Tai-young Lee was the first female lawyer in the history of South Korea. She was also later to become the first female judge in South Korea. She was born in North Korea in 1914. She passed away in 1998 at the age of 84. She was also known as Yi T’ai Yǒng,
Her achievements in the legal profession, especially in those days for a woman in Korea, are impressive to say the least. Tai-young Lee took the bar exam in 1952. She passed what was considered an extremely tough task for a male in Korea back in those days. It is no doubt considered to be highly unlikely for a female to ever even be a candidate to take the test.
Throughout her career and her adult life, she was an activist for women’s rights. A legal aid center started to aid women in need of legal services was also a first in Korea. It was founded in Seoul by Tai-young Lee. It was after her second attempt that she became a judge, having been denied the first time. The initial denial was reportedly due to political reasons. She is said to have frequently spoke that,”No society can or will prosper without the cooperation of women.”
She attended Chung Eui Girls’ High School, located in Pyongyang. She also attended Ewha Womans University in Seoul. She graduated from the university with a degree in Home Economics. Later Tai-young Lee went on to attend Seoul National University, from which she graduated having achieved a law degree. These were turbulant years for the people of Korea in the 1950’s, set amidst the war torn years of the Korean War. Tai-young Lee started her law practice in 1957, after the war had ended.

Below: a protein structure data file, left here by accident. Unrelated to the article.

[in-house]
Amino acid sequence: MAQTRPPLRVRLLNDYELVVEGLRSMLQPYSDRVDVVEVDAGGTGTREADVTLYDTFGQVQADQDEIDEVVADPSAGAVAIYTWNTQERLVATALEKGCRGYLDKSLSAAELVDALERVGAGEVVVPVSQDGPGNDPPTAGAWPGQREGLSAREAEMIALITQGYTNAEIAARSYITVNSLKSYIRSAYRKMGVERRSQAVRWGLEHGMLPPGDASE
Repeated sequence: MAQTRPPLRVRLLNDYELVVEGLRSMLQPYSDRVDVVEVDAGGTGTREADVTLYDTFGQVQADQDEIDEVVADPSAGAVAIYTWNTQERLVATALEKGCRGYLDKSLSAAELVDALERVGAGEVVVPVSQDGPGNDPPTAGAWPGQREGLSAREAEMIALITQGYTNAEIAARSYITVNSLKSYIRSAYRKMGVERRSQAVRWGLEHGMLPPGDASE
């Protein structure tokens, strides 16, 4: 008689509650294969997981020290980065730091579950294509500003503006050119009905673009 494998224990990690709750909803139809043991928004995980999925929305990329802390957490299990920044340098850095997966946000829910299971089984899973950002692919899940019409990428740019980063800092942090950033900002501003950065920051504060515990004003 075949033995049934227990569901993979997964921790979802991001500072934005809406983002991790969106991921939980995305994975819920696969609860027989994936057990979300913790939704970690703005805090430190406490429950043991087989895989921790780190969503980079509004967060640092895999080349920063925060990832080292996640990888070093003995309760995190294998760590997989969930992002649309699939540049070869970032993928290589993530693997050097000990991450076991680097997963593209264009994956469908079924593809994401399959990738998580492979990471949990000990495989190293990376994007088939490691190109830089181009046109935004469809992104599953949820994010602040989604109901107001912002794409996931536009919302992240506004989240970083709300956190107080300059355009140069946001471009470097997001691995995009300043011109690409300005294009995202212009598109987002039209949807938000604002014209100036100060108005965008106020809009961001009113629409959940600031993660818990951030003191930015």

Her father and her mother were Methodists, and it was her grandfather who founded the Methodist Church in their town. Tai-young Lee married a Methodist minister with whom she had four children. During the 1940’s, she had to take on several different jobs when her husband was incarcerated for sedition. For many years, she taught school, she sang on radio, and she also took on jobs sewing and washing clothes. She was a dedicated wife and mother, and she did all she could to support herself and her children.
Decades later in the mid 1970’s, she and her husband took part in the Myongdong Declaration for the cause of civil liberties rights for the Korean people. Because of her political views and activism, she was arrested. She was disbarred for 10 years, and she received a 3 year suspended sentence. Tai-young Lee also suffered the loss of her own civil liberties. She then continued her work in her organization known as the Korea Legal Aid Center for Family Relations. It was well received and serves many thousands of clients per year.
She has achieved a great deal of recognition in her life. Tai-young Lee received the Ramon Magsaysay Award for Community Leadership. This renowned award is also named the Korean Peace Prize. She also was a recipient of an award from the International Legal Aid Society. Additionally, Drew University of New Jersey bestowed the distinctive honor of an Honorary Doctorate in Law upon Tai-young Lee. Another of her achievements was received in the form of the Conference Award from the World Peace Though Law Conference.